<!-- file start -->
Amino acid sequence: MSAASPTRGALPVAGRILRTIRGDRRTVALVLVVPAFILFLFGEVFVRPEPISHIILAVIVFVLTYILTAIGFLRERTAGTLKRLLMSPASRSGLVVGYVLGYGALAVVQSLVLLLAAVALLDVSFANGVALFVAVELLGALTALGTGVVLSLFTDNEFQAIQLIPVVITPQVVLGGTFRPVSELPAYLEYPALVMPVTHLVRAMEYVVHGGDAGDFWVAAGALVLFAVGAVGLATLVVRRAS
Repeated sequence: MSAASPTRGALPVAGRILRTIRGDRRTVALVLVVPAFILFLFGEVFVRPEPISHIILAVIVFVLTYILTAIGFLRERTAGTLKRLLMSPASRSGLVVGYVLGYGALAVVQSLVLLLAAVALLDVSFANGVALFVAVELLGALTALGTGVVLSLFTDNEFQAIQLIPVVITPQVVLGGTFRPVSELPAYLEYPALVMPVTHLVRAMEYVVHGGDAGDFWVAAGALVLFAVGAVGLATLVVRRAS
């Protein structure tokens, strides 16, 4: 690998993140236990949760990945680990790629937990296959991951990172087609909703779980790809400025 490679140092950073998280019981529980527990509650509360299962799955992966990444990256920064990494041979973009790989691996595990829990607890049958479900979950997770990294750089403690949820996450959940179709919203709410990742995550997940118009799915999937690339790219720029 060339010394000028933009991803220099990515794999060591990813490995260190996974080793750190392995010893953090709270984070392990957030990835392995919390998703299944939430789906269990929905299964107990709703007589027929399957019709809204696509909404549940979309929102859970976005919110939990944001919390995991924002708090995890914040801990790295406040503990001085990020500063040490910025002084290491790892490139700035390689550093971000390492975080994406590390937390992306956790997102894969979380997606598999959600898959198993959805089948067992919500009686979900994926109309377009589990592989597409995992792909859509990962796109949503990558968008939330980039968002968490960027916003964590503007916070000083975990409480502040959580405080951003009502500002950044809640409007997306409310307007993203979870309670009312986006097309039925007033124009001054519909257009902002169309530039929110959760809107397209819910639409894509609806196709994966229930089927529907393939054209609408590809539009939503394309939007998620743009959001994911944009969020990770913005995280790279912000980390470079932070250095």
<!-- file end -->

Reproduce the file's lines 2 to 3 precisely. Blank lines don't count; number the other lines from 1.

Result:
Repeated sequence: MSAASPTRGALPVAGRILRTIRGDRRTVALVLVVPAFILFLFGEVFVRPEPISHIILAVIVFVLTYILTAIGFLRERTAGTLKRLLMSPASRSGLVVGYVLGYGALAVVQSLVLLLAAVALLDVSFANGVALFVAVELLGALTALGTGVVLSLFTDNEFQAIQLIPVVITPQVVLGGTFRPVSELPAYLEYPALVMPVTHLVRAMEYVVHGGDAGDFWVAAGALVLFAVGAVGLATLVVRRAS
């Protein structure tokens, strides 16, 4: 690998993140236990949760990945680990790629937990296959991951990172087609909703779980790809400025 490679140092950073998280019981529980527990509650509360299962799955992966990444990256920064990494041979973009790989691996595990829990607890049958479900979950997770990294750089403690949820996450959940179709919203709410990742995550997940118009799915999937690339790219720029 060339010394000028933009991803220099990515794999060591990813490995260190996974080793750190392995010893953090709270984070392990957030990835392995919390998703299944939430789906269990929905299964107990709703007589027929399957019709809204696509909404549940979309929102859970976005919110939990944001919390995991924002708090995890914040801990790295406040503990001085990020500063040490910025002084290491790892490139700035390689550093971000390492975080994406590390937390992306956790997102894969979380997606598999959600898959198993959805089948067992919500009686979900994926109309377009589990592989597409995992792909859509990962796109949503990558968008939330980039968002968490960027916003964590503007916070000083975990409480502040959580405080951003009502500002950044809640409007997306409310307007993203979870309670009312986006097309039925007033124009001054519909257009902002169309530039929110959760809107397209819910639409894509609806196709994966229930089927529907393939054209609408590809539009939503394309939007998620743009959001994911944009969020990770913005995280790279912000980390470079932070250095």